The open-source model is a decentralized software development model that encourages open collaboration, meaning "any system of innovation or production that relies on goal-oriented yet loosely coordinated participants who interact to create a product (or service) of economic value, which they make available to contributors and noncontributors alike." A main principle of open-source software development is peer production, with products such as source code, blueprints, and documentation freely available to the public. The open-source movement in software began as a response to the limitations of proprietary code. The model is used for projects such as in open-source appropriate technology, and open-source drug discovery.
The open-source model for software development inspired the use of the term to refer to other forms of open collaboration, such as in Internet forums, mailing lists and online communities. Open collaboration is also thought to be the operating principle underlining a gamut of diverse ventures, including TEDx and Wikipedia.
Open collaboration is the principle underlying peer production, mass collaboration, and wikinomics. It was observed initially in open source software, but can also be found in many other instances, such as in Internet forums, mailing lists, Internet communities, and many instances of open content, such as Creative Commons. It also explains some instances of crowdsourcing, collaborative consumption, and open innovation.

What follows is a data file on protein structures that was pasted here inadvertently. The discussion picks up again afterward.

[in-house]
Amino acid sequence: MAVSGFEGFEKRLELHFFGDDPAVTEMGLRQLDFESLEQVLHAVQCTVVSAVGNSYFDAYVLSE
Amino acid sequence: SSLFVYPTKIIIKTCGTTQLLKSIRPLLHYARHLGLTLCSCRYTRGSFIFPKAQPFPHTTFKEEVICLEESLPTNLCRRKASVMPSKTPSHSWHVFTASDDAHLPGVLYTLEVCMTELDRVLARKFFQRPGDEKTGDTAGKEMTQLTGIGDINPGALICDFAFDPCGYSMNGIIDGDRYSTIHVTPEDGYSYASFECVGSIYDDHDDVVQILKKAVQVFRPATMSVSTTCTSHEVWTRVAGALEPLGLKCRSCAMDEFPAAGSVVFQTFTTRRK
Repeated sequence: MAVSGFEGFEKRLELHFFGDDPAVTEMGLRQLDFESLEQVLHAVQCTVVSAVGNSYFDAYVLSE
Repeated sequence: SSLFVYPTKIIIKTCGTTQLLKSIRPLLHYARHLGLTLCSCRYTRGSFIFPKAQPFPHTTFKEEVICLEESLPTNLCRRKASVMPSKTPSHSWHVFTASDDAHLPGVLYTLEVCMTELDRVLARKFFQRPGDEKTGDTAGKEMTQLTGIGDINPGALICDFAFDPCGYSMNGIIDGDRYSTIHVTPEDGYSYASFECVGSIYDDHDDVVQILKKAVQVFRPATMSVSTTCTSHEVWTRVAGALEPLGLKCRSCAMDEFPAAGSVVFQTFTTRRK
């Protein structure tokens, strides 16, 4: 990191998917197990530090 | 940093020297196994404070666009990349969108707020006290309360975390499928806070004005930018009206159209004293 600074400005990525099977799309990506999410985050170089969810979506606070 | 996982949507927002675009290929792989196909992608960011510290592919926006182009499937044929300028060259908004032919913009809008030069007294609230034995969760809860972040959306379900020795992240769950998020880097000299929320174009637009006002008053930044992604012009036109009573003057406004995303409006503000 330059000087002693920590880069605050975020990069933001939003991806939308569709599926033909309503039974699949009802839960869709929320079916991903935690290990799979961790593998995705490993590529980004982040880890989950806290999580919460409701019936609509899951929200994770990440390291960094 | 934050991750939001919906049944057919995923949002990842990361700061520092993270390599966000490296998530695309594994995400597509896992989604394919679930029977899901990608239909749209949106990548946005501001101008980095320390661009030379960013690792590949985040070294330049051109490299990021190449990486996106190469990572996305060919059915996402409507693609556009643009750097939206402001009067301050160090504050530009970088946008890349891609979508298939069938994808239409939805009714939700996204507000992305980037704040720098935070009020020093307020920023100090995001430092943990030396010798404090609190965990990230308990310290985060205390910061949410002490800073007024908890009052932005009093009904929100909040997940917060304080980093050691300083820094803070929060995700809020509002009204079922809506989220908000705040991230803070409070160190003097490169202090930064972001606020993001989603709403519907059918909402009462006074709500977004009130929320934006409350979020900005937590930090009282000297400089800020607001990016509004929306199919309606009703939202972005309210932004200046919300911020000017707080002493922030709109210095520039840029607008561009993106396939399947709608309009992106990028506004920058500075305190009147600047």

Riehle et al. define open collaboration as collaboration based on three principles of egalitarianism, meritocracy, and self-organization. Levine and Prietula define open collaboration as "any system of innovation or production that relies on goal-oriented yet loosely coordinated participants who interact to create a product (or service) of economic value, which they make available to contributors and noncontributors alike."  This definition captures multiple instances, all joined by similar principles. For example, all of the elements — goods of economic value, open access to contribute and consume, interaction and exchange, purposeful yet loosely coordinated work — are present in an open source software project, in Wikipedia, or in a user forum or community. They can also be present in a commercial website that is based on user-generated content. In all of these instances of open collaboration, anyone can contribute and anyone can freely partake in the fruits of sharing, which are produced by interacting participants who are loosely coordinated.
An annual conference dedicated to the research and practice of open collaboration is the International Symposium on Wikis and Open Collaboration (OpenSym, formerly WikiSym). As per its website, the group defines open collaboration as "collaboration that is egalitarian (everyone can join, no principled or artificial barriers to participation exist), meritocratic (decisions and status are merit-based rather than imposed) and self-organizing (processes adapt to people rather than people adapt to pre-defined processes)."